In his wonderful Diary of a Country Priest, author Georges Bernanos puts these words on the lips of the main character, a young humble good priest: “When has any man of prayer told us that prayer has failed him?” Never! Prayer cannot fail, although we can pray the wrong way or ask for the wrong things. We have the promise of Jesus: “Anything you ask from the Father, he will grant in my name…; ask and you will receive” (Jn 16:23-24; cf. Mt 7:7). Jesus did not say, maybe you will receive, but you will receive the good you asked for. St. Basil cautions us: “If you asked and did not receive it is because you asked for something that is not good; or you asked for it without faith; or it is not convenient for you; or you did not persevere in asking.” When we ask something from God, we must add – like Jesus – “your will be done,” not our will but God’s will.
The tree is known by its fruits. Good prayer produces good fruits. Good prayer necessarily leads to a growing rejection of sin. Fruit of prayer is our firmer resolve to say no to sin! “One cannot sit the contraries, God and sin, at the same table” (St. Teresa). As we move up by the ladder of prayer, we realize in an ever deeper way that the main obstacle to prayer is our selfishness. Hence, the continuing need of “unselfing.” Prayer, moreover, is especially helpful against temptations: “Watch and pray” (Mk 14:38).
True prayer is shown by good deeds, that is, deeds permeated by love. The practice of virtues is the fruit of prayer. Prayer is the mother of all virtues (St. Catherine of Siena). Genuine prayer leads necessarily to an ever growing and more perfect love, which is the virtue of virtues: love of God and love of neighbor. Prayer guides and strengthens us in our practice of love of all our neighbors, in particular the poor and wounded neighbor. St. Vincent de Paul says that “Looking after the sick is praying.”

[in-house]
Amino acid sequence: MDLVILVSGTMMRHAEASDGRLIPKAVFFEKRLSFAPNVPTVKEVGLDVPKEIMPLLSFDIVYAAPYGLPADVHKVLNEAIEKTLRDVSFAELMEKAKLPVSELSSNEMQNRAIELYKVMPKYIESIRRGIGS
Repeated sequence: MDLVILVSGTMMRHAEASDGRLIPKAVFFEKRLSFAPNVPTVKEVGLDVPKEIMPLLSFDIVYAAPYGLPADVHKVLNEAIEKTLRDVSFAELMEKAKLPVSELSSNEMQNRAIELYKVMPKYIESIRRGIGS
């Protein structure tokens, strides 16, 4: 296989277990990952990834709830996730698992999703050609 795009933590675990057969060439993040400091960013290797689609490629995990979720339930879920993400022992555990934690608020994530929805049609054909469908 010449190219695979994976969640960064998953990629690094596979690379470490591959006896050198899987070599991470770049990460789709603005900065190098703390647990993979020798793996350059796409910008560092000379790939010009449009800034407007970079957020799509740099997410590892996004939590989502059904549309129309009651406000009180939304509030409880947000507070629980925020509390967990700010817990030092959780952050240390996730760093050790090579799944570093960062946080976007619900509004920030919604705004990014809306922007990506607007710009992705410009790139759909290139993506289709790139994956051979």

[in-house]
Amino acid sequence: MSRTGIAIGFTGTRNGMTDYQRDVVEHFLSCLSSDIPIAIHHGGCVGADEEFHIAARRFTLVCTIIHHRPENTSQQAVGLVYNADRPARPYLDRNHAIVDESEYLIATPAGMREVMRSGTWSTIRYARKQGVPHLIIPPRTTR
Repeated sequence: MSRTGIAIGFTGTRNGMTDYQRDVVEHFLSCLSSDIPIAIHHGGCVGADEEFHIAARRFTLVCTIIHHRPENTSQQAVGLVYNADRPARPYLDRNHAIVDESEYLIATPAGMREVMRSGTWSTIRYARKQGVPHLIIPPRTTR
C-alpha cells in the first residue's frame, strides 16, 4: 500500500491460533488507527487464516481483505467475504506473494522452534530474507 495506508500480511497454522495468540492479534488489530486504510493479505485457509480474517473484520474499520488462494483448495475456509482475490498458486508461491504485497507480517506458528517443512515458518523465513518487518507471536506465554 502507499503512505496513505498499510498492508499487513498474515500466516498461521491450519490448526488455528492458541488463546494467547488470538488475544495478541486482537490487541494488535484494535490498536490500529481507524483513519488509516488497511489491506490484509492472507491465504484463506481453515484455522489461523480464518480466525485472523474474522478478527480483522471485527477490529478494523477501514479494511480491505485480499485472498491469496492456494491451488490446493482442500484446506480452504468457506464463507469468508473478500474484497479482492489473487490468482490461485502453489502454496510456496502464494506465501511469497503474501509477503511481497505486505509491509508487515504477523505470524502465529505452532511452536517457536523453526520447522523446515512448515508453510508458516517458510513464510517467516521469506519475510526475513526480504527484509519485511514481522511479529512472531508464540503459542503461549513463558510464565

Work needs the breathing of prayer to become a prayer, and certainly prayer time is never wasted time: Prayer must not replace work, but animate, purify, improve our work, including our professional and pastoral work. If we are prayerful, our work becomes a prayer: our work is our participation in God’s evolving creation. Our work therefore must be a competent work which we try to love. Prayer helps us love our work and the people we work with. K. Gibran writes that those who work without loving their work should not work, but ask for alms at the entrance of the temple (The Prophet).
Prayer is a source of courage to carry our cross. Prayer with love makes our cross bearable and even – as the saints show well – joyful. It helps every Christian to carry out the duties of his/her vocation.
Let me close with the enduring words of St. Teresa of Avila:
Never leave prayer. There is always remedy for those who pray. Prayer is the royal road to heaven.
[PHOTO] José Mario O Mandía